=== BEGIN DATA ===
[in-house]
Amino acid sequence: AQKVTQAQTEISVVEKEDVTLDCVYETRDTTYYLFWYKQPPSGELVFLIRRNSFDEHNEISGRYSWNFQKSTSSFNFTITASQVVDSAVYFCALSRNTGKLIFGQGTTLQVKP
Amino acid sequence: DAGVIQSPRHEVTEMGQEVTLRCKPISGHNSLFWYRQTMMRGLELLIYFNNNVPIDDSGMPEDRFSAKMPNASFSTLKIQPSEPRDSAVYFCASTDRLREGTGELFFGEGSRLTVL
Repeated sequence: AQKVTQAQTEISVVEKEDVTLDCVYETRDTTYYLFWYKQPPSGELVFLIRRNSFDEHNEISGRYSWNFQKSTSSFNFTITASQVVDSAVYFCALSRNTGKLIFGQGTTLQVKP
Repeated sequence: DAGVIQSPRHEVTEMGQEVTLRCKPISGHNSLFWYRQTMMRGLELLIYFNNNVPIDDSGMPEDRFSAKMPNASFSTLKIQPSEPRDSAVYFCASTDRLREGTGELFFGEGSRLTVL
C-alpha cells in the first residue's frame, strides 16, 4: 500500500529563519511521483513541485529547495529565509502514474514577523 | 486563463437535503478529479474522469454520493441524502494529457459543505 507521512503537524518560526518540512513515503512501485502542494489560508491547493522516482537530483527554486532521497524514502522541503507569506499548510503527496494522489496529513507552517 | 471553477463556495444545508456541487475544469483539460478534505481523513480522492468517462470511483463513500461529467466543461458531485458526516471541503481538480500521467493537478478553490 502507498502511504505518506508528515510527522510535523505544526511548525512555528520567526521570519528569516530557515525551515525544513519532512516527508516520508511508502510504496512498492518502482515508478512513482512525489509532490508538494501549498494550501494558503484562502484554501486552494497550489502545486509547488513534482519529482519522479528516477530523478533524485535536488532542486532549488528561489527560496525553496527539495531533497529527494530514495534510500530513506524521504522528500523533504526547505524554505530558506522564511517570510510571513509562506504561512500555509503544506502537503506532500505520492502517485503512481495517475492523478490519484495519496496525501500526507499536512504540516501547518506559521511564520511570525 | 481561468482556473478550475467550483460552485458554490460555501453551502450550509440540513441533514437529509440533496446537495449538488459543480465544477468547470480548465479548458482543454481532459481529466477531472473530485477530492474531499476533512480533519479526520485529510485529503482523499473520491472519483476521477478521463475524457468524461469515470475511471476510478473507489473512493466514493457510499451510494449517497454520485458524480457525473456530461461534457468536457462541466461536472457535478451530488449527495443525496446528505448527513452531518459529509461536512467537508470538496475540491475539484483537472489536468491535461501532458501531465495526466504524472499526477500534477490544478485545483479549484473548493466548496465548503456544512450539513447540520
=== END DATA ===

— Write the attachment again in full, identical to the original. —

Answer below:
[in-house]
Amino acid sequence: AQKVTQAQTEISVVEKEDVTLDCVYETRDTTYYLFWYKQPPSGELVFLIRRNSFDEHNEISGRYSWNFQKSTSSFNFTITASQVVDSAVYFCALSRNTGKLIFGQGTTLQVKP
Amino acid sequence: DAGVIQSPRHEVTEMGQEVTLRCKPISGHNSLFWYRQTMMRGLELLIYFNNNVPIDDSGMPEDRFSAKMPNASFSTLKIQPSEPRDSAVYFCASTDRLREGTGELFFGEGSRLTVL
Repeated sequence: AQKVTQAQTEISVVEKEDVTLDCVYETRDTTYYLFWYKQPPSGELVFLIRRNSFDEHNEISGRYSWNFQKSTSSFNFTITASQVVDSAVYFCALSRNTGKLIFGQGTTLQVKP
Repeated sequence: DAGVIQSPRHEVTEMGQEVTLRCKPISGHNSLFWYRQTMMRGLELLIYFNNNVPIDDSGMPEDRFSAKMPNASFSTLKIQPSEPRDSAVYFCASTDRLREGTGELFFGEGSRLTVL
C-alpha cells in the first residue's frame, strides 16, 4: 500500500529563519511521483513541485529547495529565509502514474514577523 | 486563463437535503478529479474522469454520493441524502494529457459543505 507521512503537524518560526518540512513515503512501485502542494489560508491547493522516482537530483527554486532521497524514502522541503507569506499548510503527496494522489496529513507552517 | 471553477463556495444545508456541487475544469483539460478534505481523513480522492468517462470511483463513500461529467466543461458531485458526516471541503481538480500521467493537478478553490 502507498502511504505518506508528515510527522510535523505544526511548525512555528520567526521570519528569516530557515525551515525544513519532512516527508516520508511508502510504496512498492518502482515508478512513482512525489509532490508538494501549498494550501494558503484562502484554501486552494497550489502545486509547488513534482519529482519522479528516477530523478533524485535536488532542486532549488528561489527560496525553496527539495531533497529527494530514495534510500530513506524521504522528500523533504526547505524554505530558506522564511517570510510571513509562506504561512500555509503544506502537503506532500505520492502517485503512481495517475492523478490519484495519496496525501500526507499536512504540516501547518506559521511564520511570525 | 481561468482556473478550475467550483460552485458554490460555501453551502450550509440540513441533514437529509440533496446537495449538488459543480465544477468547470480548465479548458482543454481532459481529466477531472473530485477530492474531499476533512480533519479526520485529510485529503482523499473520491472519483476521477478521463475524457468524461469515470475511471476510478473507489473512493466514493457510499451510494449517497454520485458524480457525473456530461461534457468536457462541466461536472457535478451530488449527495443525496446528505448527513452531518459529509461536512467537508470538496475540491475539484483537472489536468491535461501532458501531465495526466504524472499526477500534477490544478485545483479549484473548493466548496465548503456544512450539513447540520